The cycle of domestic violence occurs when abuse or victimization is passed down from one generation to the next. More specifically, it’s when children learn destructive behaviors from their parents, and then carry these acceptable behaviors with them into their lives. It must be broken. Case in point: Last night a friend called me to talk about his 22 year-old neighbor who was being verbally accosted by her drunken boyfriend. He said the screaming and shouting from the jackass was so bad that he was concerned for her safety and wasn’t sure what to do. And this wasn’t the first time this has happened. In fact, he said it was a regular event. He also said that when he passes the young gal in the hallway, he feels her insecurity and lack of self-confidence as she always looks away, avoiding any type of eye contact or conversation. Why does she put up with that crap, and what can he do to help her gain the self-confidence to get rid of the bum, my friend asks? Breaking the cycle of violence begins with re-building one’s self-worth and turning acceptable behaviors into non-acceptable behaviors. Like choosing to respect oneself everyday by making healthy choices and by constantly strengthening your body and your mind. Because it’s all about the choices we make. And each good choice leads to another good choice, and so on and so on. So respect yourself and make the healthy choice. Because anything is possible…if you believe you can.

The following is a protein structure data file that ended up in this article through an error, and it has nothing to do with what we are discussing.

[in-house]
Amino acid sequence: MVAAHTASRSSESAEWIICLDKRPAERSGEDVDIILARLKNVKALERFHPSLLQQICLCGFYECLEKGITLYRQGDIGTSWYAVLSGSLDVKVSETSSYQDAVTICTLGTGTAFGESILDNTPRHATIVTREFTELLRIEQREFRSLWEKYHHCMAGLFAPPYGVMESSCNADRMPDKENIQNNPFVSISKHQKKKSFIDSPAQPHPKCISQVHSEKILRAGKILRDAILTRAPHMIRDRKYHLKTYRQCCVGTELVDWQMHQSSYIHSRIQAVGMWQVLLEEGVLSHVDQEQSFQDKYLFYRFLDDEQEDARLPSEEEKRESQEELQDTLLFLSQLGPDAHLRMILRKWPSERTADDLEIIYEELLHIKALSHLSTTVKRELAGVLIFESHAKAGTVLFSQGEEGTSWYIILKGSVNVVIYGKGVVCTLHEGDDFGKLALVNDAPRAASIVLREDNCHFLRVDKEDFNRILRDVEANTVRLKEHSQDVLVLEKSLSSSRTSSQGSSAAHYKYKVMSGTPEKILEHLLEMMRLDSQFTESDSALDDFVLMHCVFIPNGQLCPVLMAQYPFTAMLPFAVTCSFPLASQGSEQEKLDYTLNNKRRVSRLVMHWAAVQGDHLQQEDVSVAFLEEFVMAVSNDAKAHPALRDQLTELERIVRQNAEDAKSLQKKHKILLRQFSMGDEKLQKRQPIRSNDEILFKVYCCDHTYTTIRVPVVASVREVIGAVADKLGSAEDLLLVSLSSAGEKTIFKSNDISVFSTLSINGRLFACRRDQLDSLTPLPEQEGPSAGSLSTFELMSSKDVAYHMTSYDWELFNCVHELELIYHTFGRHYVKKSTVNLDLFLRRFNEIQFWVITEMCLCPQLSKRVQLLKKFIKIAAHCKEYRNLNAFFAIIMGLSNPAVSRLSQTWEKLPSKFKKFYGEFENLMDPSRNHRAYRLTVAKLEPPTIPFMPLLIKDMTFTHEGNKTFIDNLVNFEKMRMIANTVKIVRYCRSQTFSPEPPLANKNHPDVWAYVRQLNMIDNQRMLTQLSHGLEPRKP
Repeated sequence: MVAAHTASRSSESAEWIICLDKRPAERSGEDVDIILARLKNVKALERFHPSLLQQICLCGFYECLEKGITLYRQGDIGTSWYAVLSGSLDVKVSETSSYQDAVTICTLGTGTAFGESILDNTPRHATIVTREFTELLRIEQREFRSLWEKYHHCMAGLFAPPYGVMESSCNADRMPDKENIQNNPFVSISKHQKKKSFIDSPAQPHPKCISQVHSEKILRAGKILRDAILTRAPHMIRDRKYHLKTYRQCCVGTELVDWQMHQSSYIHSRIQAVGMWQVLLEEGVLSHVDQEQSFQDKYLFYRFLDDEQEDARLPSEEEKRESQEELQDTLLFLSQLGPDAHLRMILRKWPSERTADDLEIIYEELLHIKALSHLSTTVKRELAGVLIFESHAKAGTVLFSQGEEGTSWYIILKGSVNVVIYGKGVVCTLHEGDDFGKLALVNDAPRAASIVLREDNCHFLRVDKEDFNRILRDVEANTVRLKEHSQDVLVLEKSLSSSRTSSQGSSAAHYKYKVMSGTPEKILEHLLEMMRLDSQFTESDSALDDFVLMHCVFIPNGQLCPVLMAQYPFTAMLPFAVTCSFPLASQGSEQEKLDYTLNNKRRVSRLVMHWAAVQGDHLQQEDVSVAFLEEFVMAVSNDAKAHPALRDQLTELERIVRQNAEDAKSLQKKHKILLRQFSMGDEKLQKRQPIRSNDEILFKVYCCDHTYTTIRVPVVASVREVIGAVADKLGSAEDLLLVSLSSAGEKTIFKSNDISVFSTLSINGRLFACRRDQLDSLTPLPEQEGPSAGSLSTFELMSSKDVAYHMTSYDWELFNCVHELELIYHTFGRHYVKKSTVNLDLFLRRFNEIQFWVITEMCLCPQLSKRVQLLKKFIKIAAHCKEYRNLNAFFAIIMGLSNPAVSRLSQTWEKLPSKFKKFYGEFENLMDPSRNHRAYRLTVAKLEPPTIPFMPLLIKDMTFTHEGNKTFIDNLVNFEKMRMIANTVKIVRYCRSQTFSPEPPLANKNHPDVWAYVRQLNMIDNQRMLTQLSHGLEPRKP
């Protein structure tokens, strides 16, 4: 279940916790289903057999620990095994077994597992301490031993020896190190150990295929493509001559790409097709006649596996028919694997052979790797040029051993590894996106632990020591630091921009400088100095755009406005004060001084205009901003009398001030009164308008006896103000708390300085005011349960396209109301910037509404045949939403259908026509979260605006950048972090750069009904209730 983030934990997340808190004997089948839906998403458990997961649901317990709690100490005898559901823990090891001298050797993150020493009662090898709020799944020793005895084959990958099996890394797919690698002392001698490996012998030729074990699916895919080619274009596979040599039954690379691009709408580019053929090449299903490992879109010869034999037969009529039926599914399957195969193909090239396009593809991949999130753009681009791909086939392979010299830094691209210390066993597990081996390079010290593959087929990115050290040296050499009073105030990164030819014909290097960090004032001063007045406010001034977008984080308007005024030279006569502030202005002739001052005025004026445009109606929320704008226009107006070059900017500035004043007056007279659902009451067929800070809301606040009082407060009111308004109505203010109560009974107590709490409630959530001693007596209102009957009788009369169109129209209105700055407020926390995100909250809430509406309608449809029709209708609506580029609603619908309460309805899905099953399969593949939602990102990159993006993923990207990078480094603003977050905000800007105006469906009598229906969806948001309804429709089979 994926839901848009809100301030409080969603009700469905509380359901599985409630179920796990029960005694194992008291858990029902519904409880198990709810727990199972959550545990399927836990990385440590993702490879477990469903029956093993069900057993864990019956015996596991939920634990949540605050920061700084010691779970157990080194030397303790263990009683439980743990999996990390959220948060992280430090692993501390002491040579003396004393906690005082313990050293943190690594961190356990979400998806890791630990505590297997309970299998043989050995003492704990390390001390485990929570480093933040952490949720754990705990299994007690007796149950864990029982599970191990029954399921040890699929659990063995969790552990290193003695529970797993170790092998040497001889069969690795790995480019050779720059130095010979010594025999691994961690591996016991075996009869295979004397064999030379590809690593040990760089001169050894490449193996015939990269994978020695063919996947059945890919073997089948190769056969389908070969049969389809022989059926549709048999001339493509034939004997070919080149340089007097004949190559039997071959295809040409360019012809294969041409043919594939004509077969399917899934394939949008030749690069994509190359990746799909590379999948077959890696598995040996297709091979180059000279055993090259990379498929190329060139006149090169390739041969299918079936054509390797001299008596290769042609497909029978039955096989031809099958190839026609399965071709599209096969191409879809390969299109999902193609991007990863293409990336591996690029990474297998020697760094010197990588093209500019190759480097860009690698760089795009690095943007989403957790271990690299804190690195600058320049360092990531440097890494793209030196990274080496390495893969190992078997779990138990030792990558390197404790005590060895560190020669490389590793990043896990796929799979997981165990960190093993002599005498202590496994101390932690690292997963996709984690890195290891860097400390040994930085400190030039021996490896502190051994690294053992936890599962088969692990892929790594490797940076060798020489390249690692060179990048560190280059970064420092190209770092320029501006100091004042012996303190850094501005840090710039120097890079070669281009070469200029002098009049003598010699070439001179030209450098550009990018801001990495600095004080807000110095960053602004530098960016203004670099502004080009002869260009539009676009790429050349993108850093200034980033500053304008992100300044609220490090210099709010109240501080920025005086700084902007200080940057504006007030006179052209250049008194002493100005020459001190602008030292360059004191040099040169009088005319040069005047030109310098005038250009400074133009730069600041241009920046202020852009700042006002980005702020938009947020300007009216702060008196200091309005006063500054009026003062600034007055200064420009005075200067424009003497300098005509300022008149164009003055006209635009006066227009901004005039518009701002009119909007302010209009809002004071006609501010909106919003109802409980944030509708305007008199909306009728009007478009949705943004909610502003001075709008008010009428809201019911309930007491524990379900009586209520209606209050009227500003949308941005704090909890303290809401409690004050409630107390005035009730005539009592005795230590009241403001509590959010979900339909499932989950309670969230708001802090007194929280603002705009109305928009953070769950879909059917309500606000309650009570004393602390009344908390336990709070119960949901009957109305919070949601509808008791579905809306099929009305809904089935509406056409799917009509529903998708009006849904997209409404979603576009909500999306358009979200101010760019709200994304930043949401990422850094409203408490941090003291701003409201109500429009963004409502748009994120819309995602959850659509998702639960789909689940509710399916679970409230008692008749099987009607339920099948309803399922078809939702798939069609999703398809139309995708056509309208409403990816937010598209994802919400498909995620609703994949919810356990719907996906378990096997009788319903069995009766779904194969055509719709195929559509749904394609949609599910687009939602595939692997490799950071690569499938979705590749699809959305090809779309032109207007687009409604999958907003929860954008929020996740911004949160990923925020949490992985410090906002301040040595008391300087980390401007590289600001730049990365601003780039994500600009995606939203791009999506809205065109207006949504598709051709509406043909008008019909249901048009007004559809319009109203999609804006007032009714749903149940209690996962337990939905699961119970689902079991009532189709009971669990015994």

I recently read the average American gains 10-15 pounds during the holiday months. As crazy as that sounds, people who gain weight around the holidays seem to rationalize it with a New Year’s resolution to lose the weight well before those bikini months. But why not get “Zen in 10” and start now, two weeks ahead of time, by consciously choosing to eat and drink healthier and beginning a new daily fitness program today – one you can do from the comforts of your own home? Especially anyone living in the Midwest and on the East Coast – I certainly feel for you! So stop futurizing, as I often say, and keep your thoughts and intentions in the present. It’s much simpler that way, plus you won’t feel the pressure to perform in the future because of what you did to yourself today. And when I say get Zen it’s about finding your own personal enlightenment through your thoughts and actions – today. Not tomorrow because who knows what that will bring. I should know. I spent my 20s and 30s futurizing about a life that’s completely different than the one I enjoy today. So forget about getting back to your workouts and losing that weight in January. Respect yourself. And I’ll see you today (and tomorrow) – R